On the other hand, in transcending the duality between serenity (virtue) and coldness (defect), by locking serenity into empathy (complementary virtue), we are in fact expressing an empathetic form of serenity, also known as equanimity. Equanimity is therefore the higher expression of serenity: a serenity without coldness, one that also comes directly from the Heart.

This enables us to integrate two virtues pertaining to that sixth stage of evolution I call ‘angelical’. It allows us to be compassionate and equanimous, two complementary virtues that Buddhism considers to be the noblest of all human qualities, together with benevolence and sympathetic joy.

In The Art of Finding Ourselves, these qualities are attributed to the harmonious integration of the Water, element.. In a very inspiring cartoon series called “Avatar, the Last Airbender” domain over the Water element is called Water bending. Those cartoons make a very good introduction to the idea, however the real ‘bending’ of an element is not physical but takes place at a much deeper level. Bending is the result of the harmonious integration of that element at an emotional and mental level.

There are three further elements to bend (Earth, Fire and Air), plus a fifth element, a Quintessence, which can only be harmonised after the other four have been brought into balance. In the series, only the avatar has domain over the four elements, but we are all potential avatars. We all can gain this domain in order to open the gate of the fifth element, which I call Light and which includes the harmonious manifestation of the other four. The two harmonious complementary values of this Quintessence are ‘love’ and ‘detachment’.

Love also has its shadow: ‘*attachment’ and an opposite. *Many people believe that hate is the opposite of love, which just shows the level of confusion we are dealing with. The opposite of love is not hate, but indifference. You can do this experiment for yourself. Take three plants that are alive. Give love to one, hate the other, and remain indifferent to the third one. The one you hate will not grow as beautiful as the one you love, but it will still grow because even hate is a form of attention, thus creating an energy exchange. It is like an amateur musician playing a melody dedicated to you. Perhaps the music is out of tune but they are playing it to you.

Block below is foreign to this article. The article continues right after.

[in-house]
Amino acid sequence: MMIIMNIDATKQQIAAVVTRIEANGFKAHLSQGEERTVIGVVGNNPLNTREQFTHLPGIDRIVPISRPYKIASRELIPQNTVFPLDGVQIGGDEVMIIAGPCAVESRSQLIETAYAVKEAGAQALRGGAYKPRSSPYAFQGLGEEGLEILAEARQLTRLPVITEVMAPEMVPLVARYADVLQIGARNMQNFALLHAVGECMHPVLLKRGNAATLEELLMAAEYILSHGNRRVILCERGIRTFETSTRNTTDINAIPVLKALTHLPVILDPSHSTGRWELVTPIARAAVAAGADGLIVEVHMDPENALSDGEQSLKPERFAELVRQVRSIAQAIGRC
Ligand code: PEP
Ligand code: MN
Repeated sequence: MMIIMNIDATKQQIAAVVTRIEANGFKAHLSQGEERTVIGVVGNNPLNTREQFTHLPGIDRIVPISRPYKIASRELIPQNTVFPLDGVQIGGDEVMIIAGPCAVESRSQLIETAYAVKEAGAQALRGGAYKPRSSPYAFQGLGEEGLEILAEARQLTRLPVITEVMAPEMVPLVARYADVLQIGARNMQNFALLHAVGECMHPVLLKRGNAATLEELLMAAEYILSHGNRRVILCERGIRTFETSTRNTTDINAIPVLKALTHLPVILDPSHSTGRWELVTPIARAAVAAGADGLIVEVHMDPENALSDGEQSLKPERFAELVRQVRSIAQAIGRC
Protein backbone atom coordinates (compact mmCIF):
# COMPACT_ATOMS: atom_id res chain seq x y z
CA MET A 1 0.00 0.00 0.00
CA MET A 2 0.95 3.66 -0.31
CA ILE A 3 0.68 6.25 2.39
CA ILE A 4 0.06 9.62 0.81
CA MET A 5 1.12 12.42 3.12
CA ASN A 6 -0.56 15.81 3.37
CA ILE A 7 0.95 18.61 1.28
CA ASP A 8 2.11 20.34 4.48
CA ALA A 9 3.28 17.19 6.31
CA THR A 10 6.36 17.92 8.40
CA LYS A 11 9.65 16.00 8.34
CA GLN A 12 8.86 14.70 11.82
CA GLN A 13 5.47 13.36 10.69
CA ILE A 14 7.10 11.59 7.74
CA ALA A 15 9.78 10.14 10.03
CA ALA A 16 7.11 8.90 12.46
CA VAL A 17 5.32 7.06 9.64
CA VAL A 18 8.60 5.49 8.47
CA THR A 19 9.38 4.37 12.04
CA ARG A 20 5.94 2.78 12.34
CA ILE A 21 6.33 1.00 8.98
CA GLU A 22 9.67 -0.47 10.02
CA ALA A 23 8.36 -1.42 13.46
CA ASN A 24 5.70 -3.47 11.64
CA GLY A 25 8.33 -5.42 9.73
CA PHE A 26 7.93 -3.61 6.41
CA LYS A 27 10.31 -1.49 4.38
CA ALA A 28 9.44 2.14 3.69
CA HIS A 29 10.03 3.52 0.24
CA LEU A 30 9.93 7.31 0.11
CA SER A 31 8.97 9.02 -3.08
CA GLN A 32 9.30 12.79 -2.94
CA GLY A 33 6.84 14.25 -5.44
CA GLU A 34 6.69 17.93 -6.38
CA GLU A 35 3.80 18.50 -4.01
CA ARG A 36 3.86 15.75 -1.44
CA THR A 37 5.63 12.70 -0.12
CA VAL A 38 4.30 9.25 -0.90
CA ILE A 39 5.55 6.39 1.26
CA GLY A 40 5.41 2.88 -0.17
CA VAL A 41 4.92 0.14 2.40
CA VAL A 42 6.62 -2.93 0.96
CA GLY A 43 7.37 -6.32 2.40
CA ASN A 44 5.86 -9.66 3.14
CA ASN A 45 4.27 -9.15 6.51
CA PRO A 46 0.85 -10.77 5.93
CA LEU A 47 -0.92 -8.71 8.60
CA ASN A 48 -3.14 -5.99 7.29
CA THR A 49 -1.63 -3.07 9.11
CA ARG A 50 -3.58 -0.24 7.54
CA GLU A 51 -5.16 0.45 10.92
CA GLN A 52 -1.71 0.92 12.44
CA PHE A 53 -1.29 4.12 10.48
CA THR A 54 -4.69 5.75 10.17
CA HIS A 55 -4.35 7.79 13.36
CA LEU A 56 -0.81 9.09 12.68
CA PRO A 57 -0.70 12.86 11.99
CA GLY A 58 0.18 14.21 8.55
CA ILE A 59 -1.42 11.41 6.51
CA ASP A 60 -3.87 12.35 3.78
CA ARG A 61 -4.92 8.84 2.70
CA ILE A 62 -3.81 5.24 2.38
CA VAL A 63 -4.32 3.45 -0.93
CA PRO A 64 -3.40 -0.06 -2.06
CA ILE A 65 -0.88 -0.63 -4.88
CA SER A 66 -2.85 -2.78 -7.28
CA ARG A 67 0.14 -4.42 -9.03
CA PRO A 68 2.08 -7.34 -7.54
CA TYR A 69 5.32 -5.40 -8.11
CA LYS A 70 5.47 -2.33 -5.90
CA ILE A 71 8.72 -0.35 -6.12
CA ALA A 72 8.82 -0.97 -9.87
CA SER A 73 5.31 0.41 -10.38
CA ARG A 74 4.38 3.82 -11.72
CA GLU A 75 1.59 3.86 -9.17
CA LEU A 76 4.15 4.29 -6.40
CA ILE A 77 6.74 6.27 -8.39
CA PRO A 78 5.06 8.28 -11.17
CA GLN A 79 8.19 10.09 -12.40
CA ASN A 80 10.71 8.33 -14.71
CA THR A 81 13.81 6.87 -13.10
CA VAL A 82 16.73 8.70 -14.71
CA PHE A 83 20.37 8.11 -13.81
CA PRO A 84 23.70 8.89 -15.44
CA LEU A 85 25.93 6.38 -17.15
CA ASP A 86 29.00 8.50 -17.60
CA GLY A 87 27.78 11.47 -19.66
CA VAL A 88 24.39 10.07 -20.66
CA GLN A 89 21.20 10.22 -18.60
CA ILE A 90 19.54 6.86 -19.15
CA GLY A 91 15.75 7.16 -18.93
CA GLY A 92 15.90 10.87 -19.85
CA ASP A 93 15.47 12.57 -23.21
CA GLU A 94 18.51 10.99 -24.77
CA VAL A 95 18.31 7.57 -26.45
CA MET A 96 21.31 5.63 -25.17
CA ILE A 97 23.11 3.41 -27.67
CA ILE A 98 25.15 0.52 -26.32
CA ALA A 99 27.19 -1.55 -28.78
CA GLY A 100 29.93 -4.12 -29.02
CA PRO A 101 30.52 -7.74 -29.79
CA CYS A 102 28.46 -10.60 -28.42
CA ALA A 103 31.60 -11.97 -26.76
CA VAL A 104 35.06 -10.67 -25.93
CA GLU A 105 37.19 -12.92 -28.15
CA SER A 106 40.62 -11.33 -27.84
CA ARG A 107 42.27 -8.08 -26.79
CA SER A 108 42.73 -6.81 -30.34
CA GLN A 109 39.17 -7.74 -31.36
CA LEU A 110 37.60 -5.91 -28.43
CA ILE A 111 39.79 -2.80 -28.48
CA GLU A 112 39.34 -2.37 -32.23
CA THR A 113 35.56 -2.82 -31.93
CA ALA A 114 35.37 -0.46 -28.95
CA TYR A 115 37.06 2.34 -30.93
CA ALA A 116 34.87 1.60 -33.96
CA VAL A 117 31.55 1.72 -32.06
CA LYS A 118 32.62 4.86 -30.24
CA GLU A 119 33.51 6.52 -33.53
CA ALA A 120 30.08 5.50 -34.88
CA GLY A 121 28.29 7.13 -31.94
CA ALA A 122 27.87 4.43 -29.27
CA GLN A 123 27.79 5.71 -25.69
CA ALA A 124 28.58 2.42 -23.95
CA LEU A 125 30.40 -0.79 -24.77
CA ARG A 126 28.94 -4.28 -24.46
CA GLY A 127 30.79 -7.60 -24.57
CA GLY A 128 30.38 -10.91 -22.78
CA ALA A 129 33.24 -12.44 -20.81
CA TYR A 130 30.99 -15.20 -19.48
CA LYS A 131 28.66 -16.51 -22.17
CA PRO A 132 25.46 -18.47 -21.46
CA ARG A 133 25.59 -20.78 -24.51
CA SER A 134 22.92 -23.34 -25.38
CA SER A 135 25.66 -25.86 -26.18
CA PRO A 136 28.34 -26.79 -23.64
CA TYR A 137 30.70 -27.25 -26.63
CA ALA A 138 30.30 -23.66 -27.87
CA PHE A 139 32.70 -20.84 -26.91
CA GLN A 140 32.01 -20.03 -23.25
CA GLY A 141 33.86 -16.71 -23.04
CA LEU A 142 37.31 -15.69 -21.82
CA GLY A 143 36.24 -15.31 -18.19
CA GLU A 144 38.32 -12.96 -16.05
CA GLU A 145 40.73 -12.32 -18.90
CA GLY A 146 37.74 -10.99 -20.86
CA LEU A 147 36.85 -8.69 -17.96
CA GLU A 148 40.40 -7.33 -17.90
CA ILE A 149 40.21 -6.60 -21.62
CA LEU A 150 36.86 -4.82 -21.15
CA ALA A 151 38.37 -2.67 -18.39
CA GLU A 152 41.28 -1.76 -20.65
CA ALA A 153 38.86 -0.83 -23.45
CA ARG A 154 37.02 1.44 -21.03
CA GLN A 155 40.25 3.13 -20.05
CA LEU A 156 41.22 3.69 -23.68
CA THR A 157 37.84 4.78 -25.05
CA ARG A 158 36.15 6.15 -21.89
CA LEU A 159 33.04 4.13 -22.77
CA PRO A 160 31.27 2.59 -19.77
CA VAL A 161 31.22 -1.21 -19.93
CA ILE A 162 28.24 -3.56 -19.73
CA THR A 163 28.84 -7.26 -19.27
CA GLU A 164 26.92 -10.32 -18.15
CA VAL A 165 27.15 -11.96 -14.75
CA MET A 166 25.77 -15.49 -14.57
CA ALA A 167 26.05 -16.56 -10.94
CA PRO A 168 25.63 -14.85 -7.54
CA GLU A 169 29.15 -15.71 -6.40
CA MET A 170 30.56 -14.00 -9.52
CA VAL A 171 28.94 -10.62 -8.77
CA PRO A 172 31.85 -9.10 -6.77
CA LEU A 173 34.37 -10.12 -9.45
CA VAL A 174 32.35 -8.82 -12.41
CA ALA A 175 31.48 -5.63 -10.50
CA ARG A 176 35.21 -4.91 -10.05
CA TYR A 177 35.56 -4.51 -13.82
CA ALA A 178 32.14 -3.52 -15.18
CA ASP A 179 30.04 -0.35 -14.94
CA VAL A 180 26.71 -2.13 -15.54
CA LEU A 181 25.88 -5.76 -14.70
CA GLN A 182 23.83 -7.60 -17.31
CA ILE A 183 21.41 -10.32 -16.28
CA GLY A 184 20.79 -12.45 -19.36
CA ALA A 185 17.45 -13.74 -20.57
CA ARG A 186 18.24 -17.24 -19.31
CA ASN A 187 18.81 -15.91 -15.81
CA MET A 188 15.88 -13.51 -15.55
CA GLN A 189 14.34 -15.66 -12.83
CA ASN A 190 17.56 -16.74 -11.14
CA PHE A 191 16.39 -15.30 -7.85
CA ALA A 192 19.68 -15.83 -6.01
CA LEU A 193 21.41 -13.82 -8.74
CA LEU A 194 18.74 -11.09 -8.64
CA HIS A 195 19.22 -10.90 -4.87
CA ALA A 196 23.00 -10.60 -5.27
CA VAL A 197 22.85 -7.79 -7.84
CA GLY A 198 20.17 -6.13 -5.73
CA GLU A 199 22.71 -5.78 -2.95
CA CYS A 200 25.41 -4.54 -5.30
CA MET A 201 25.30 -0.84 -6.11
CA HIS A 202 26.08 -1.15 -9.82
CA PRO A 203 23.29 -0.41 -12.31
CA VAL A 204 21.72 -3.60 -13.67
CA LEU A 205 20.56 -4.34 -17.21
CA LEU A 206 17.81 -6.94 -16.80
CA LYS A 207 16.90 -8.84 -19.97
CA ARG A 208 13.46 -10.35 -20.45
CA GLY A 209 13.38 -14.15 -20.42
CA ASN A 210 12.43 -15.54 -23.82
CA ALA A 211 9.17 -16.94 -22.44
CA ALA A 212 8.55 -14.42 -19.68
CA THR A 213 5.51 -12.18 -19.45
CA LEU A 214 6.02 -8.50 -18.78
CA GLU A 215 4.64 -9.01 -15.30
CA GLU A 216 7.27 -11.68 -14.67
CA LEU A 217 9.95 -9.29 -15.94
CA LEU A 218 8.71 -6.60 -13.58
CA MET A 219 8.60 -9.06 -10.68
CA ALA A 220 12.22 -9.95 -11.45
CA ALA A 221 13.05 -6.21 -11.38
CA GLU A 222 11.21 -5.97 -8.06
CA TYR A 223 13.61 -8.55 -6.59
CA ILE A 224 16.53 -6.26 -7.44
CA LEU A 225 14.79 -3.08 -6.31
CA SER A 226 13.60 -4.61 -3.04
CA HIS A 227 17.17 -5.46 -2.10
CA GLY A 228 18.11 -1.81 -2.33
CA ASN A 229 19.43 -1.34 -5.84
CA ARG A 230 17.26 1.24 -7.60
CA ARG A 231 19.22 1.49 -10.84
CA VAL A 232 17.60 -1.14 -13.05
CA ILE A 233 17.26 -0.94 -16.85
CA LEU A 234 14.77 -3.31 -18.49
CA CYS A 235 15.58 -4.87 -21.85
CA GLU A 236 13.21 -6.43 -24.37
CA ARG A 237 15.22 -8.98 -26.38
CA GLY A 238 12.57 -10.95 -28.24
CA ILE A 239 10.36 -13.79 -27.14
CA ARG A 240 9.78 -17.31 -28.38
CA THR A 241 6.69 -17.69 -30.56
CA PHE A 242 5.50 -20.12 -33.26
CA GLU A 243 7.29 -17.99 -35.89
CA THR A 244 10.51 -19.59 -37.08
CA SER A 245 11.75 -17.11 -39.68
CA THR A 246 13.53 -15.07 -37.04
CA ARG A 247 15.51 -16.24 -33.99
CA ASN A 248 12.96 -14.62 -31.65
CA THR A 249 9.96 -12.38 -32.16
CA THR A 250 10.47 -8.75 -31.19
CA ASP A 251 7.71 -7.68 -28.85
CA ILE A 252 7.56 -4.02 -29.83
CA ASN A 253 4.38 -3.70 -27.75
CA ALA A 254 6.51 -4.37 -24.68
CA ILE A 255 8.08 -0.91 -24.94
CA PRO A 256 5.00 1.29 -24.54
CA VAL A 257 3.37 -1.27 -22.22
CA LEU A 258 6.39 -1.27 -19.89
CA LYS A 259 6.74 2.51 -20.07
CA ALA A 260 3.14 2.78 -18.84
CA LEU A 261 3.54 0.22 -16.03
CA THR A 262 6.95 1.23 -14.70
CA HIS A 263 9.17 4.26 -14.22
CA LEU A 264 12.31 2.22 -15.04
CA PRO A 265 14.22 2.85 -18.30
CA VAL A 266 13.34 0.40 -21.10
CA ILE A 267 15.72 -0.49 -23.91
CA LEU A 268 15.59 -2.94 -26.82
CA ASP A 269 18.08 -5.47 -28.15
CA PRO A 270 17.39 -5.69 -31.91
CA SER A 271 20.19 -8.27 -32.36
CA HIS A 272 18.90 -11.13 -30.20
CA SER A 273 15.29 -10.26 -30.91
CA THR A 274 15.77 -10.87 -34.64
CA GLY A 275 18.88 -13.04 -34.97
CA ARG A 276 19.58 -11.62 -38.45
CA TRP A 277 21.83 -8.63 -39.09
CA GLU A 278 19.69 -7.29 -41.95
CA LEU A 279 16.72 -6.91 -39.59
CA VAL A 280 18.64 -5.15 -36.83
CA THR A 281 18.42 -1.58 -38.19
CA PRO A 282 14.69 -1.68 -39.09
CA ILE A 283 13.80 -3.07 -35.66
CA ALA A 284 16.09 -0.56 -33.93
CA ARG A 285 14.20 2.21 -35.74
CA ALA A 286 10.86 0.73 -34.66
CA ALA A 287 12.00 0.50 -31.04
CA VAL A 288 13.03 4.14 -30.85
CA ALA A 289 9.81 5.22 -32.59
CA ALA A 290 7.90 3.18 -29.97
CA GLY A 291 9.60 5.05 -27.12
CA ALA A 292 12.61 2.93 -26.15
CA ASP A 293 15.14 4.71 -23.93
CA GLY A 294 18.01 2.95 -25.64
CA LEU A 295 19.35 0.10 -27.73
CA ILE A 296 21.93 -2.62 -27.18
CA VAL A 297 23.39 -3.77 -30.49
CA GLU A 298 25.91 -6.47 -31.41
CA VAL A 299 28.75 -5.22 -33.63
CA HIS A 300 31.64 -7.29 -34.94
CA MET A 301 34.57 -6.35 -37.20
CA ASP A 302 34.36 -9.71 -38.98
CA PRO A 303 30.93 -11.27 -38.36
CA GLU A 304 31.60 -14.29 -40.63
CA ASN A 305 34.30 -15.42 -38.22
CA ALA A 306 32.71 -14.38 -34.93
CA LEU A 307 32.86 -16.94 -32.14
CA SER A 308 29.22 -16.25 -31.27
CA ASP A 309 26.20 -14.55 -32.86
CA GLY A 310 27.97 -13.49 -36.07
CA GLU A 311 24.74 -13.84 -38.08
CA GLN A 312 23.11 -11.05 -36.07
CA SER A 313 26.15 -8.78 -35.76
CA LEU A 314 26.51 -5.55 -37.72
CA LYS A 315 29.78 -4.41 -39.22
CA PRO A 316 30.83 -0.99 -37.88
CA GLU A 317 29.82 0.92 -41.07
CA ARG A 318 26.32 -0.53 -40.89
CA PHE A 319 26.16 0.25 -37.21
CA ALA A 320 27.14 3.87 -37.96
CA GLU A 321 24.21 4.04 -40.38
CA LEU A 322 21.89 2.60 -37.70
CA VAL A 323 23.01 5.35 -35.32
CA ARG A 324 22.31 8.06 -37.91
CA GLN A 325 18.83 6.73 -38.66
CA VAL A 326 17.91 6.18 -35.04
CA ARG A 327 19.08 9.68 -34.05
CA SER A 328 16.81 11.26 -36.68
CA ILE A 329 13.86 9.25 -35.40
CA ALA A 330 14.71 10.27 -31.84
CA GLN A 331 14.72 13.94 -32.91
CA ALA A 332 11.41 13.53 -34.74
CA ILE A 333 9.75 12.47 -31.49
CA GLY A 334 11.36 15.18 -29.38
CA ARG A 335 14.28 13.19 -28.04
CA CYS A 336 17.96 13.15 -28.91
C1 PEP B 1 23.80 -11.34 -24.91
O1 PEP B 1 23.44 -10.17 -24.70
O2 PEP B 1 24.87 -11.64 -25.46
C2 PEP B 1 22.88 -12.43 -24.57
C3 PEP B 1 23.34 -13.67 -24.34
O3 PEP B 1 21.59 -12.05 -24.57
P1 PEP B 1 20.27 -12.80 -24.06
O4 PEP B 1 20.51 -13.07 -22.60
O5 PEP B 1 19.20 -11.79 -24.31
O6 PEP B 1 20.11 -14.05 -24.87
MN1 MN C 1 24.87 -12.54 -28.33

Only indifference denies all exchanges of energy. This is why it is easier to transmute hate into love than to make someone who ignores you either love or hate you.

With love as the harmonious expression of attachment and indifference as its opposite, to find the complementary value of love, we either look for the positive side of indifference or for the opposite of attachment. The concept that fits both definitions is detachment.

It is the moiety between love and detachment that prevents us from falling into attachment or indifference (their respective shadows), for where there is detachment, there can be no attachment, and where there is* love there can be no indifference. *It is only when this fifth essence has finally been brought into balance that we can establish ourselves in the Heart or higher mind.

The next stage of evolution, that which allows us to transition from the Heart to the Self, can only be understood once we get there, and since I have not quite reached this stage myself, there is not much else that I can say. What I can prove to you is how the three fundamental values of our contemporary western society lock us into the middle mind (5th level) without offering us a chance to evolve to the next layer of the Soul: the intuitive mind (6th level). I do that in my next article.

*I thank Will Darlington and Ruth Grant for revising the article English.


  1. Hart George, *A Dictionary of Egyptian Gods and Goddesses,* Routledge and Kegan Paul, London, 1986
  2. Hall Manly P., *The Secret Teachings of All Ages*, The Philosophical Research Society, Inc. Los Angeles, 1977